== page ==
Ironically, the hype for Venom: Let There Be Carnage is as high as it can be. In the years since it released, many have come to embrace the gonzo nature of 2018’s Venom with open arms. While others still maintain that its outdated style is more of a chore than anything, that negativity hasn’t been enough to silence the true believers. And you know what? That’s fine. When more and more comic-book movies are starting to feel the same, people should be able to relish in something that’s a bit more cheeky or unusual – even if they also thoroughly acknowledge that it’s not good. We’re all allowed to enjoy our fair share of trash.
Although, despite what some might tell you, Venom isn’t some self-aware, intricate deviant. Sony did not contact Eminem to make a theme song because they knew it would spawn viral memes online, boosting their PR in the process. Most people don’t laugh when Venom calls Eddie Brock a p*ssy because it’s witty comedy, they laugh because it’s plain old dumb. But it turns out Sony did do something right (you could attribute most of this to a very dedicated Tom Hardy) because Venom was a box office hit, leading us now to Let There Be Carnage. Well, if the first film is sporadic lightning in a bottle, then this sequel is a desperate attempt to recapture that genuine magic. A joke that loses its sting the second time around.
The true believers might find this a hard pill to swallow, given that this is the live-action debut of freaking Carnage, played by an unhinged Woody Harrelson no less. Many have been waiting years to see the two title characters side by side on-screen, so when they read any criticism they’ll either won’t believe it (which is fair to a degree) or bust out the classic “it’s not for critics” card. Trust me, this review isn’t trying to knock down Let There Be Carnage for not being some kind of genius game changer. To put it simply, the movie is just sloppily put together.
Even for a film that leans more into schlock and goofy humor, the least you can ask for is decent pacing and editing that actually makes it feel like a real movie. The first film, in spite of all of its generic or lesser qualities, at least runs like an efficient enough machine. You more than often forget that a storyteller as profound as Andy Serkis is behind the camera here. Perhaps his directing abilities aren’t up to par, or maybe the studio interfered far too much? It’s really difficult to say for now. Spare for a handful of inspired scenes, you’ll know exactly when you see them because they feel like they belong in a better movie, Let There Be Carnage isn’t all that different from the bottom of the barrel comic-book adaptation.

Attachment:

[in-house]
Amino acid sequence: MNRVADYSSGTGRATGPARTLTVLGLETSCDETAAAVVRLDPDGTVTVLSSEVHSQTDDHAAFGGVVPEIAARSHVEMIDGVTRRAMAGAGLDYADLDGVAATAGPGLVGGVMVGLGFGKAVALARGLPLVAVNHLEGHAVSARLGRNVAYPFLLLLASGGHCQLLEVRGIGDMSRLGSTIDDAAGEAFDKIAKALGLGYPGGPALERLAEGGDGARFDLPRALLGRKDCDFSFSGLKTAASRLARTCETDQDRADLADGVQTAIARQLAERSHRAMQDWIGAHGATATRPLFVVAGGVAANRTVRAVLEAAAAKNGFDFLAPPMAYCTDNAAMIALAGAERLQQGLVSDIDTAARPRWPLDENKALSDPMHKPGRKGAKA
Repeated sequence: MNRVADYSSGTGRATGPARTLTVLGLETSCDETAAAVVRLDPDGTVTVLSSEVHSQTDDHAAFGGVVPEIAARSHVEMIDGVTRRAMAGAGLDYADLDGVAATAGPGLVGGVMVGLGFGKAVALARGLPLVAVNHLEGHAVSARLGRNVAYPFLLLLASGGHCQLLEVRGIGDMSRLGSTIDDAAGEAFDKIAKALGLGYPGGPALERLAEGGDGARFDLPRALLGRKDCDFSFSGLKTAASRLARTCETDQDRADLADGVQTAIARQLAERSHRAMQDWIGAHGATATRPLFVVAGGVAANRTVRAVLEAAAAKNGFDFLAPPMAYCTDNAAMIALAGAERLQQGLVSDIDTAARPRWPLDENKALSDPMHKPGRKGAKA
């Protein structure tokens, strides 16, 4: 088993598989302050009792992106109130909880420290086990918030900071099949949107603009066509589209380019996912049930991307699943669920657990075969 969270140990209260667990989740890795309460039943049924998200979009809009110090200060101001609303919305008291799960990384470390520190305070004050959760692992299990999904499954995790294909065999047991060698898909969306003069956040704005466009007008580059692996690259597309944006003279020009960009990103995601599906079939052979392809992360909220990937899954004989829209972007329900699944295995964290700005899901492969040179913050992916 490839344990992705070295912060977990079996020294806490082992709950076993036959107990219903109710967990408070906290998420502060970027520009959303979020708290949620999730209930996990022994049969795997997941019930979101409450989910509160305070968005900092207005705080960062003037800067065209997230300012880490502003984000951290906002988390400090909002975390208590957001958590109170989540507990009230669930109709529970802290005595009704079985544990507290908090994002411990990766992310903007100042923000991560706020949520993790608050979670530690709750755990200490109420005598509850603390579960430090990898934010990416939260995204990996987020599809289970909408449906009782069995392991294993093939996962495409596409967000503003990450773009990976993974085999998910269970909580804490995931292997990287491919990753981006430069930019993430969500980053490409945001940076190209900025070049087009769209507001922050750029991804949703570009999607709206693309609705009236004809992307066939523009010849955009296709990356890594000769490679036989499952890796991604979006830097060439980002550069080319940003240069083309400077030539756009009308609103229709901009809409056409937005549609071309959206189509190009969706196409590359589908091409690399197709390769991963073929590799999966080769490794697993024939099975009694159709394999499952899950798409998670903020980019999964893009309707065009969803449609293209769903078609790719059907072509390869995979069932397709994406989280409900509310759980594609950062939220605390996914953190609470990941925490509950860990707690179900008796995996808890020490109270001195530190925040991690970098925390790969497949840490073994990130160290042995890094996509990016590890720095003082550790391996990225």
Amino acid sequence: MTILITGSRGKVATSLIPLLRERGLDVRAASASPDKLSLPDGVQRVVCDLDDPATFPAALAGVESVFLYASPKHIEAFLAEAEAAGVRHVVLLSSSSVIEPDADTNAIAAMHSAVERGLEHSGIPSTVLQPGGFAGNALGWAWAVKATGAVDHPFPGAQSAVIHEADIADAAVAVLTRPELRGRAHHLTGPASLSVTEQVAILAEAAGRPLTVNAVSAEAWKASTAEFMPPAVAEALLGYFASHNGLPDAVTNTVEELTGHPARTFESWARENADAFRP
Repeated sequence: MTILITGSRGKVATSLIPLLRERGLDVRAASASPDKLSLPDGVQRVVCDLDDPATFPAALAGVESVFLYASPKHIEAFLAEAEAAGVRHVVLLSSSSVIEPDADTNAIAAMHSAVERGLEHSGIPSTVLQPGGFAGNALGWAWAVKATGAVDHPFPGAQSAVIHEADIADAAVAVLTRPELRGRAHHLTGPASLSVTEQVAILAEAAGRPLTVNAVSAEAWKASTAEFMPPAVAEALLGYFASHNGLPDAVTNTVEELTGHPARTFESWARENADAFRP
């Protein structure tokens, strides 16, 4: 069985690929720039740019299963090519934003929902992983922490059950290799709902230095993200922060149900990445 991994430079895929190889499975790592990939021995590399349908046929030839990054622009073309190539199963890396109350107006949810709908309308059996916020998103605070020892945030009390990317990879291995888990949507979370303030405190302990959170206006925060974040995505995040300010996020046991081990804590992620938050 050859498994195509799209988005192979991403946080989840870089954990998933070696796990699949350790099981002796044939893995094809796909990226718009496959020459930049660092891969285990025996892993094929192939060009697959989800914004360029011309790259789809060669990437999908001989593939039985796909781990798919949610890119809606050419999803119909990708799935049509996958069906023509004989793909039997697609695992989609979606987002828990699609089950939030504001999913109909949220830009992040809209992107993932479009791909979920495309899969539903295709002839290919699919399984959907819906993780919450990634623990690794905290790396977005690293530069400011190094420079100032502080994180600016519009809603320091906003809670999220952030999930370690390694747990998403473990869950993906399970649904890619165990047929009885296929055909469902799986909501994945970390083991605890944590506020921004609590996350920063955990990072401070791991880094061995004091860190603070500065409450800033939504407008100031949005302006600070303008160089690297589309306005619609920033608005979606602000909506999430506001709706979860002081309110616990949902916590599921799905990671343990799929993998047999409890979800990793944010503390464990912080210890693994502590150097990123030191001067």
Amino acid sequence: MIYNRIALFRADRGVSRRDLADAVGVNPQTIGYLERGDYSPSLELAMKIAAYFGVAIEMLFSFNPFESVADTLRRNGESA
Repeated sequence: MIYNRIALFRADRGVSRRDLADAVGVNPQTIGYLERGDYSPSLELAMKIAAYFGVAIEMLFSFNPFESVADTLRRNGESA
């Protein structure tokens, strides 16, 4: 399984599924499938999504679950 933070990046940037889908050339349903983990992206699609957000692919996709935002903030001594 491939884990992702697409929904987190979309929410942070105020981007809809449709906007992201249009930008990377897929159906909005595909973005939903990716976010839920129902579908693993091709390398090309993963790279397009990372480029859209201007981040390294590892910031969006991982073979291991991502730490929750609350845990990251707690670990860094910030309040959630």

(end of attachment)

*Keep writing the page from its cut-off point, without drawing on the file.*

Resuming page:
The most uncanny element of it all, Let There Be Carnage literally feels as if it’s running on fast-forward from start to finish. When the hour and thirty-minute length was first revealed, fans were divided. You had those with premature concerns and those who weren’t expecting it to be long, to begin with. Ultimately, the problem doesn’t inherently lie with it being slightly shorter than predicted. It just honestly feels like a longer film squeezed into a shorter runtime. Scenes and information fly by quicker than you can expect, leaving almost no breathing room for you to process anything. It’s as if the movie knows it only has so much time to get through everything, so it just plays at a faster pace – making so many moments that are supposed to be cool or badass come across as awkward. If there’s one film that could possibly give 2016’s Suicide Squad a run for its trailer house editing, it’s this one.
Alas, as previously mentioned, Let There Be Carnage is sprinkled with bits of hilarity, thanks again to Tom Hardy. The sequel dives more into Eddie and Venom’s bromance, and Hardy is clearly having a good time at least. The film is at its best when traversing the thick and thin of the duo’s relationship, such as when they take some time apart, leading Venom to travel on his own and discover himself at a rave – a scene so unbelievable that you’ll wish everything else is just as off the rails. For being called Let There Be Carnage, it’s not as chaotic as it thinks it is.
Speaking of Carnage, he isn’t given much to solidify himself as a unique villain. Just like in the first film, the threat is just a bigger, meaner symbiote with not much of a personality – which is a huge shame given Carnage’s history. Those who buy a ticket solely to see the two duke it out might be disappointed that they have to sit through a whole lot of nothing to get there. Their meeting can be entertaining, though you can see how it ends way before it starts. But hey, Carnage looks cool, right? In reality, you would have to purposefully try to mess up a look as recognizable as his.
Whatever you’ve already seen from Venom: Let There Be Carnage that’s got you hooked is all that you’ll end up getting. Sony very much threw ideas at a wall and surprisingly found something that stuck, and here we are again with them quickly proving that they didn’t really understand what made it stick in the first place – the superficial can only get you so far. Sure, Hardy’s still funny and dedicated, yet when the pivotal showdown between Venom and Carnage feels more like an afterthought, maybe it’s time to do some reevaluation. Or who knows, maybe they’ll get lucky again the next time they throw an idea at the wall?